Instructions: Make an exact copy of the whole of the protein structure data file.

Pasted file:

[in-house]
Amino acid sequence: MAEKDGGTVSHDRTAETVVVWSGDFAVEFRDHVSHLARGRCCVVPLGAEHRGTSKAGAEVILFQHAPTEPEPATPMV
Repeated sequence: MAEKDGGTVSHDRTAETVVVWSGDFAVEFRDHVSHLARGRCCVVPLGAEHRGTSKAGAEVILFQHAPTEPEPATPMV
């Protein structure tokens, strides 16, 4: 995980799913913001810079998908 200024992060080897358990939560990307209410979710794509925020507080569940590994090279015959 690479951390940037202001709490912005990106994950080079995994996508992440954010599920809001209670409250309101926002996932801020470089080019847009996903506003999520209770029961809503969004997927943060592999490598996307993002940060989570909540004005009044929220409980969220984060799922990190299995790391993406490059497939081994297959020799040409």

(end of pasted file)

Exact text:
[in-house]
Amino acid sequence: MAEKDGGTVSHDRTAETVVVWSGDFAVEFRDHVSHLARGRCCVVPLGAEHRGTSKAGAEVILFQHAPTEPEPATPMV
Repeated sequence: MAEKDGGTVSHDRTAETVVVWSGDFAVEFRDHVSHLARGRCCVVPLGAEHRGTSKAGAEVILFQHAPTEPEPATPMV
């Protein structure tokens, strides 16, 4: 995980799913913001810079998908 200024992060080897358990939560990307209410979710794509925020507080569940590994090279015959 690479951390940037202001709490912005990106994950080079995994996508992440954010599920809001209670409250309101926002996932801020470089080019847009996903506003999520209770029961809503969004997927943060592999490598996307993002940060989570909540004005009044929220409980969220984060799922990190299995790391993406490059497939081994297959020799040409």